This brings me to East Wind Community in the Ozarks of Missouri.  East Wind is a large, overwhelmingly white, community.  (I’m not sure of its current makeup, but there have generally been one or two folks of color among the sixty odd member community.)  It is also, of all the FEC member communities, the one with the largest percentage of working class folks.  It has an unfortunate reputation for racism of the more overt kind.  Much of that is from some incidents which occurred in 2018 which some East Wind members engaged in rather racist behavior which led to at least two members of color leaving East Wind and a very uncomfortable FEC Assembly that year where we tried (without much success) address racism (as well as sexual misbehavior and transphobia).  It also led to a conference at Twin Oaks the following year where we addressed some of that more directly.

As far as I know, East Wind has never directly addressed this stuff (at the Assembly they were mostly defensive) but my understanding is that the folks responsible for the worst of the racist behavior are now gone–and left some time ago.  

As someone who has been to East Wind once (during that Assembly) and has only heard stuff, mostly second hand, I am still going to give my take on what I think was/is going on.  Paxus has referred to East Wind as the ‘wild west’ of the FEC communities.  I see them as leaning toward libertarian and laissez-faire.  

They are, as I said, a bit of a white working class community, and the issues of race and class become uncomfortably intertwined here.  During the Assembly, I saw white folks from higher class backgrounds attempting to lecture East Wind folks (often using jargon and somewhat academic language) on their behavior and the East Winders involved generally felt condescended to.

I can’t see East Wind as a community apologizing for their behavior.  They promote individual liberty there to the extent that during the pandemic, while Twin Oaks and Acorn (and Glomus) used quarantining to ensure safety, there was no direct response by the East Wind community other than affirm individual rights.  I am frankly amazed that they did not get hit by the coronavirus–and I still worry for them.

What we realized at the Assembly and is still true is that the FEC is merely a vehicle for connecting the communes and has no power to police them or enforce any standard.  As far as I am concerned, Commune Life exists to report on what is happening at the communes and to let the outside world know that they exist and are an alternative to mainstream living.  They are often an imperfect alternative, but they are an alternative nonetheless.  I am less interested in pointing out what’s wrong with them (although I am open to publishing critiques and have written a few myself) and more interested in exploring what we can do better.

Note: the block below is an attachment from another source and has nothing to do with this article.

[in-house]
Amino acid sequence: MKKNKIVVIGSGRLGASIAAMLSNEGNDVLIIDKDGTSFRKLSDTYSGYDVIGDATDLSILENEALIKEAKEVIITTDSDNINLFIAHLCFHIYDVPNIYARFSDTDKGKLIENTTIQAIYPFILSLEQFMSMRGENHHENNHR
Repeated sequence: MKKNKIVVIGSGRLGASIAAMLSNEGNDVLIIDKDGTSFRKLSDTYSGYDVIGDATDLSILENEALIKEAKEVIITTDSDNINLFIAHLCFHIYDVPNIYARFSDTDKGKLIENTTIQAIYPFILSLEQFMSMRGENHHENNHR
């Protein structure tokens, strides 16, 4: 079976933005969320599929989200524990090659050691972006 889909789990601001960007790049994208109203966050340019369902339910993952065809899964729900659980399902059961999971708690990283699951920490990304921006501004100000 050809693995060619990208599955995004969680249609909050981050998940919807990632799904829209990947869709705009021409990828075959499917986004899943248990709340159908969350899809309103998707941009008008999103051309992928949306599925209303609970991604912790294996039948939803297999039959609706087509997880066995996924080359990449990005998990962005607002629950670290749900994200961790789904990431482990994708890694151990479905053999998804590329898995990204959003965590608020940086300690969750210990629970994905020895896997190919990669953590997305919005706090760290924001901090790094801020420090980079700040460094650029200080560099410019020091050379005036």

There are a couple of current attempts to help POC led communities form and I am very interested in supporting those and think that they will do more for folks of color than censuring the current communities for what is a society wide problem.  I am interested in how we can create more and better alternatives.  I am not interested in attacking the imperfect (and rather fragile, considering how many communities have fallen apart) communities that exist.

Again, I want to be very careful to state that everything in this essay is my own opinion and not the collective view of Commune Life.  I invite responses.

Racism in the Communes

Communal Camp Construction

by Raven Glomus

Theresa decided to hold a mycology camp this summer here at Glomus for Binghamton University students. The first step has been to build platforms for tents to house the students. Glomus members and visitors have helped Theresa build these platforms.

Here is a large tent that someone here had used last year that we just moved (piece by piece) to one of the new platforms. It will be used as a meeting space. Jules, who will be running the camp with Theresa, decided that the name of the new tent is “Calvatia” after the giant white puffball mushroom.

Here is a picture of the space where the tent had been before we moved it.

More additions to Calvatia include a kitchen space that Theresa and her main helper, Leo, built.

Here’s Theresa and Leo working on a foundation for stairs going into the back of Calvatia.

And here’s the stairs built.

Finally, here’s Theresa and Leo working on constructing an outhouse for the camp at Glomus.

Here they are again, with Dylan, a visitor, observing.

And, the final outhouse (with some Egg signs that were found around the farm we are on, tacked on).

There’s still more construction to go, but the camp isn’t until July.

Communal Camp Construction